The Namibian Correctional Services under the Ministry of Safety and Security is implementing community work as a form of punishment.
New Era learned recently that workers at Katutura Magistrate’s Court have started making room to accommodate Correctional Services staff, while some employees of Correctional Services are already stationed at Windhoek Magistrate’s Court to implement the process.
Chief public relations officer in the Ministry of Justice Master Penna said the stakeholders within the criminal justice system – which include staff in the Office of the Prosecutor General, Correctional Services, the police and the courts – are currently working on implementing community service sentences.
Penna said sentences to perform community service are not new. “They’ve been there, as they are authorised by the Criminal Procedure Act of 1977 in terms of Section 297. However, such provision of the law has not been fully implemented due to many challenges the system has been facing.
“This project of the full implementation of the community service orders started in 2006 as a pilot project in the northern regions, (Ohangwena, Oshana, Omusati, Opuwo, Tsumeb Grootfontein) and northeastern regions, Zambezi and the two Kavango regions. After the successful implementation of the programme in those mentioned areas it was decided to roll the same project out to the rest of other courts countrywide this year, starting with Windhoek.”
He explained that community service sentences do not apply to serious criminal offences, but only to offences deemed light by the court, that will not have a negative impact on society should the offender be released to do community work.
“Such offences may include, shoplifting, assault, traffic offences, malicious damage to property and any other non-serious crimes that in the eyes of the prosecutor and ultimately the court, the sentence of community service is more appropriate, given the circumstances of the crime the offender has been convicted of,” he said.
He said sentenced offenders found guilty of such offences will not be put in jail. Instead they will be assigned to identified institutions where they will serve their sentences by working for the benefit of the community, such as cleaning at hospitals, schools, offices, or carrying out any other work that may be assigned to them in terms of the community service orders imposed on such offenders by the courts.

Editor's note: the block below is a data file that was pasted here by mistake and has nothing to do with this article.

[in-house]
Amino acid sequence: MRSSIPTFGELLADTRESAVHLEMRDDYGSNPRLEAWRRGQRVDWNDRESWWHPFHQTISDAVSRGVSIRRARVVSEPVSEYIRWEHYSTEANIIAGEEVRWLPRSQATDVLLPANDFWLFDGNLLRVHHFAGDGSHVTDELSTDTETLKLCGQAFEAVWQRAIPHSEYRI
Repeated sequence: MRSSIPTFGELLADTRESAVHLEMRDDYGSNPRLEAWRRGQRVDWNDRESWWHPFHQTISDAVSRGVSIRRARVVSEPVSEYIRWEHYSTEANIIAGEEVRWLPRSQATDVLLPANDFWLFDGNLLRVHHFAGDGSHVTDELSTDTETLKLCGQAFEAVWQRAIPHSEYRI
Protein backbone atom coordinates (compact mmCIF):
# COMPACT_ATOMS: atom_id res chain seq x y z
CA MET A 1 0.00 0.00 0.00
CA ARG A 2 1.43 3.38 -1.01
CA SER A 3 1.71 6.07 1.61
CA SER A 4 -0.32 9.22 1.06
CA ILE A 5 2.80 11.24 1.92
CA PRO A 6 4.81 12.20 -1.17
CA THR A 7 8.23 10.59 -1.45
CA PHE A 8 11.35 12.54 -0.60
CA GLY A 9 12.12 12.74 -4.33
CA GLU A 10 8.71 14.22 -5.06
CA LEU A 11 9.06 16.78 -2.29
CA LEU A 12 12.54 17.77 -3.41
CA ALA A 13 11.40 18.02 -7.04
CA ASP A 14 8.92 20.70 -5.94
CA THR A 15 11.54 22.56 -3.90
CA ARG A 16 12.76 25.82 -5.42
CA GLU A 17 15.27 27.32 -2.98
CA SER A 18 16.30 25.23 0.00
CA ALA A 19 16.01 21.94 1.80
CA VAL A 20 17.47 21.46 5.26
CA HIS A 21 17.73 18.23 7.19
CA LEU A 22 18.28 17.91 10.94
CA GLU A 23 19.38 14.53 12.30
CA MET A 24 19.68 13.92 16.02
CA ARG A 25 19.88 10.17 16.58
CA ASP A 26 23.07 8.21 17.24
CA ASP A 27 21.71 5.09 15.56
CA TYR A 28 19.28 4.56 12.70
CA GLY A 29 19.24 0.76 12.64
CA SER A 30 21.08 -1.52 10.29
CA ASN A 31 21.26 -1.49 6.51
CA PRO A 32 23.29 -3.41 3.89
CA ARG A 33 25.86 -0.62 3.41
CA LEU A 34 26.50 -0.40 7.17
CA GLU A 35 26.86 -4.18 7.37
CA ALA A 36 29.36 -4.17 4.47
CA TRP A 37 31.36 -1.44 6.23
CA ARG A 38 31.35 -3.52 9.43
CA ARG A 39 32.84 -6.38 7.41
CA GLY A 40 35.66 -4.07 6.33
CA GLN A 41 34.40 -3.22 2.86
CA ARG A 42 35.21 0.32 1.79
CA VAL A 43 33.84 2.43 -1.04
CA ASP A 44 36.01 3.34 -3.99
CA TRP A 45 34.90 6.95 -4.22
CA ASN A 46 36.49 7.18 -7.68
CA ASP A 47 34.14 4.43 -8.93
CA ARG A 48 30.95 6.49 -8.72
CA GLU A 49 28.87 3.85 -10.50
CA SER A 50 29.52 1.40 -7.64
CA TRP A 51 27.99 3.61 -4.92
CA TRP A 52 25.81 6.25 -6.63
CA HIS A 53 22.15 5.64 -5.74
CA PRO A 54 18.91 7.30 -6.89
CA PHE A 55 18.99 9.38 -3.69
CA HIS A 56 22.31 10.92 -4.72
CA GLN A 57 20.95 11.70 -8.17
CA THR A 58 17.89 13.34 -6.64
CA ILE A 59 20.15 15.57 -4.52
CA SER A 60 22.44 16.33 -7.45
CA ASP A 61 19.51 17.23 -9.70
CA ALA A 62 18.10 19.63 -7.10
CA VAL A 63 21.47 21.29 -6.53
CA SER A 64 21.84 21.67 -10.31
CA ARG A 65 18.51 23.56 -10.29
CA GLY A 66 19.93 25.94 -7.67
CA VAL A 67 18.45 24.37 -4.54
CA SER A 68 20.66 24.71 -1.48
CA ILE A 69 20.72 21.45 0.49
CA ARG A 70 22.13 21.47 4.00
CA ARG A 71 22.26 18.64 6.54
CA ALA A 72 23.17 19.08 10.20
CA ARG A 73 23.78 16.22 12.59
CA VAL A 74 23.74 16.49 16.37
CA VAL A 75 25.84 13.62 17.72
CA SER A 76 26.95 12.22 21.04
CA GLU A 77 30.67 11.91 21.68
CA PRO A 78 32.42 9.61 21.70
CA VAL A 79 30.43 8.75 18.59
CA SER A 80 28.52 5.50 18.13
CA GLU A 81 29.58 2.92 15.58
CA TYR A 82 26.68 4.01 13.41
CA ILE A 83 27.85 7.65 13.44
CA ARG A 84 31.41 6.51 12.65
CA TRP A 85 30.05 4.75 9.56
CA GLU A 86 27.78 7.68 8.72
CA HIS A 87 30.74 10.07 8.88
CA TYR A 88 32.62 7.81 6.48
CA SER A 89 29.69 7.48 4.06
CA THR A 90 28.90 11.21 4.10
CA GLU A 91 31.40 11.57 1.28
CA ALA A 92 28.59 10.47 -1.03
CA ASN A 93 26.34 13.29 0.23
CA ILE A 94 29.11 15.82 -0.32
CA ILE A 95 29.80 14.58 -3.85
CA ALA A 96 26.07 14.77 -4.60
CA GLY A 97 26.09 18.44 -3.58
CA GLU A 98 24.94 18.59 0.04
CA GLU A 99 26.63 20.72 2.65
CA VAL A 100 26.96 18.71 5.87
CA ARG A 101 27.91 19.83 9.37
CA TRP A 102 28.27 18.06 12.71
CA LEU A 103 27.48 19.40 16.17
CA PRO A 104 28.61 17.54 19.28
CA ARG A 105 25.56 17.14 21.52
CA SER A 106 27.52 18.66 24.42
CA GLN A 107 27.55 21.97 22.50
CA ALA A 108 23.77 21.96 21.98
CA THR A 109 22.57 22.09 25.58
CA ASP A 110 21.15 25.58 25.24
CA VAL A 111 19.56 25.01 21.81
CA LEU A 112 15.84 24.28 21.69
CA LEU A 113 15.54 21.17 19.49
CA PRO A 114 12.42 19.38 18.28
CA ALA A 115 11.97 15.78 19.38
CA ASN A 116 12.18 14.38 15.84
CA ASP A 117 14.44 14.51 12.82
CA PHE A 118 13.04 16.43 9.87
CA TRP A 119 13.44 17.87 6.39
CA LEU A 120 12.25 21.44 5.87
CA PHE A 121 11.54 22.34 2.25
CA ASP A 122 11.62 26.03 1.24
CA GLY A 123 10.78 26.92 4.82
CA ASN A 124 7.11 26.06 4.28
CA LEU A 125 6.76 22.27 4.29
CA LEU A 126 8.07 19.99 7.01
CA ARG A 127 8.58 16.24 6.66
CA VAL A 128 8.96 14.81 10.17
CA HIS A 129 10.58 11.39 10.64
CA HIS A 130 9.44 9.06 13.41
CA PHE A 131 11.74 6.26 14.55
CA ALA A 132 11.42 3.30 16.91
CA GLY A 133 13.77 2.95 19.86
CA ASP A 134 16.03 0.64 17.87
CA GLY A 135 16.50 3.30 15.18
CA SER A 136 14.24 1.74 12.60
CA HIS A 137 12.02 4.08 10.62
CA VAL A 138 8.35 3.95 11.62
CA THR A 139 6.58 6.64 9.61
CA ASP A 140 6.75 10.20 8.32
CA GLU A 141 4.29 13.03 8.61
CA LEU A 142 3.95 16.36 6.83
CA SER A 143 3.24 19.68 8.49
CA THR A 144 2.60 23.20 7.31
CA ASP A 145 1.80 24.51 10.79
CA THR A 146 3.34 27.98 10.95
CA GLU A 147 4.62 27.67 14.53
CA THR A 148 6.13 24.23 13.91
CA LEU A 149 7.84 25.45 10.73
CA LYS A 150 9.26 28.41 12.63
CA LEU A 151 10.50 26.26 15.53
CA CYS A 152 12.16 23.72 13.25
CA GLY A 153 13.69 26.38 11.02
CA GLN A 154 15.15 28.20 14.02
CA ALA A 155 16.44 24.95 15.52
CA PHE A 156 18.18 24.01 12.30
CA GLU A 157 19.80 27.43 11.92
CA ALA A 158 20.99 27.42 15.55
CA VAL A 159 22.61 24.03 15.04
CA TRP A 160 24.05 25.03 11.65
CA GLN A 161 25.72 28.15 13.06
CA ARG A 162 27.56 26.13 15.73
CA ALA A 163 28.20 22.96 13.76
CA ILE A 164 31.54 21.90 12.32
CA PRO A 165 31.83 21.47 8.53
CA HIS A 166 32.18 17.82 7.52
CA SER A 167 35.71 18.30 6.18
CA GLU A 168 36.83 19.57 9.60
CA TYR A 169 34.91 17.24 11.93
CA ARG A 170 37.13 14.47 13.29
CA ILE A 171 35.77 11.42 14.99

“This is done under the supervision of Correctional Service officers in order to ensure the proper monitoring of these individuals. Offenders who qualify for such a sentence must have fixed residential addresses,” Penna told New Era.
The full implementation of community service orders is not only beneficial to convicts, but will benefit the entire society, as government will be able to spend money meant for feeding these prisoners whilst serving their sentences on other needs of society, he said.
The process is designed to manage offenders in the community so that they can continue to positively contribute to the wellbeing of their families and the general community, Correctional Services spokesperson Deputy Commissioner Eveline January said.
January explained that the one-year guideline remains the starting point. Any person sentenced to an effective prison sentence of one year or less is to be regarded as a non-serious offender.
Information to be considered when considering imposing community service orders includes: whether the accused has a fixed abode, and whether the accused has family dependents, as well as whether the accused is employed or is a first-time offender.
Community service orders (CSO) as a sentencing option started in 2006 and is currently implemented in the Zambezi, Kavango East and Kavango West regions, as well as in Oshana, Ohangwena, Omusati, Kunene and Oshikoto regions.
On March 1 the implementation of CSO was extended to the Windhoek magisterial district courts, January said.